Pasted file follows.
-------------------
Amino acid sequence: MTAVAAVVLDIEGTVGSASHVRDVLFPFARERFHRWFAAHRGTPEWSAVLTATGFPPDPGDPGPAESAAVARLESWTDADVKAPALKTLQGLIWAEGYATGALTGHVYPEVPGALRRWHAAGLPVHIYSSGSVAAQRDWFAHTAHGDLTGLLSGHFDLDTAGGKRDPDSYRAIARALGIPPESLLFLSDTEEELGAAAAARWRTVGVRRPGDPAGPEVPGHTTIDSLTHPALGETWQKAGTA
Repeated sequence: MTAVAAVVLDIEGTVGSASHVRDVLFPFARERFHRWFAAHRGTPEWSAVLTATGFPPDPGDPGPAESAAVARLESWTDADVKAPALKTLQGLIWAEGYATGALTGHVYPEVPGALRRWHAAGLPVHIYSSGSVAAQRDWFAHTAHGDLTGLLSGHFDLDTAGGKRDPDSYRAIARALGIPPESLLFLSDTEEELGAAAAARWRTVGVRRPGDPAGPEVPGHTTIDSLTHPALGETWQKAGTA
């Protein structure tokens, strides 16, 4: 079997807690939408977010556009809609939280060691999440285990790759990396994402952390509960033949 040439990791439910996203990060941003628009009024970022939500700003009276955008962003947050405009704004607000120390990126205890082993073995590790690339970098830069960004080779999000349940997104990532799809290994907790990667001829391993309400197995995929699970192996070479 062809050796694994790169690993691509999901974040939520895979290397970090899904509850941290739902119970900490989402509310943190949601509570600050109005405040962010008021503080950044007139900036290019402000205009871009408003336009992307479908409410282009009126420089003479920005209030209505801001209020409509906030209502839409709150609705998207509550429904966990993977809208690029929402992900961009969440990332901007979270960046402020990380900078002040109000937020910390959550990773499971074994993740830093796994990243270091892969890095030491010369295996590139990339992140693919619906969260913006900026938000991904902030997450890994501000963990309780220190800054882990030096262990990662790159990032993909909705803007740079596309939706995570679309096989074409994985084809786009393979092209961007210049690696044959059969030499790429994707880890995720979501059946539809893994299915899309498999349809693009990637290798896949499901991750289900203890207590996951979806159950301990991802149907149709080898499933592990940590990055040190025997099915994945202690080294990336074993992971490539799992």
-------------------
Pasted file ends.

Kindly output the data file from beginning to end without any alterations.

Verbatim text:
Amino acid sequence: MTAVAAVVLDIEGTVGSASHVRDVLFPFARERFHRWFAAHRGTPEWSAVLTATGFPPDPGDPGPAESAAVARLESWTDADVKAPALKTLQGLIWAEGYATGALTGHVYPEVPGALRRWHAAGLPVHIYSSGSVAAQRDWFAHTAHGDLTGLLSGHFDLDTAGGKRDPDSYRAIARALGIPPESLLFLSDTEEELGAAAAARWRTVGVRRPGDPAGPEVPGHTTIDSLTHPALGETWQKAGTA
Repeated sequence: MTAVAAVVLDIEGTVGSASHVRDVLFPFARERFHRWFAAHRGTPEWSAVLTATGFPPDPGDPGPAESAAVARLESWTDADVKAPALKTLQGLIWAEGYATGALTGHVYPEVPGALRRWHAAGLPVHIYSSGSVAAQRDWFAHTAHGDLTGLLSGHFDLDTAGGKRDPDSYRAIARALGIPPESLLFLSDTEEELGAAAAARWRTVGVRRPGDPAGPEVPGHTTIDSLTHPALGETWQKAGTA
């Protein structure tokens, strides 16, 4: 079997807690939408977010556009809609939280060691999440285990790759990396994402952390509960033949 040439990791439910996203990060941003628009009024970022939500700003009276955008962003947050405009704004607000120390990126205890082993073995590790690339970098830069960004080779999000349940997104990532799809290994907790990667001829391993309400197995995929699970192996070479 062809050796694994790169690993691509999901974040939520895979290397970090899904509850941290739902119970900490989402509310943190949601509570600050109005405040962010008021503080950044007139900036290019402000205009871009408003336009992307479908409410282009009126420089003479920005209030209505801001209020409509906030209502839409709150609705998207509550429904966990993977809208690029929402992900961009969440990332901007979270960046402020990380900078002040109000937020910390959550990773499971074994993740830093796994990243270091892969890095030491010369295996590139990339992140693919619906969260913006900026938000991904902030997450890994501000963990309780220190800054882990030096262990990662790159990032993909909705803007740079596309939706995570679309096989074409994985084809786009393979092209961007210049690696044959059969030499790429994707880890995720979501059946539809893994299915899309498999349809693009990637290798896949499901991750289900203890207590996951979806159950301990991802149907149709080898499933592990940590990055040190025997099915994945202690080294990336074993992971490539799992």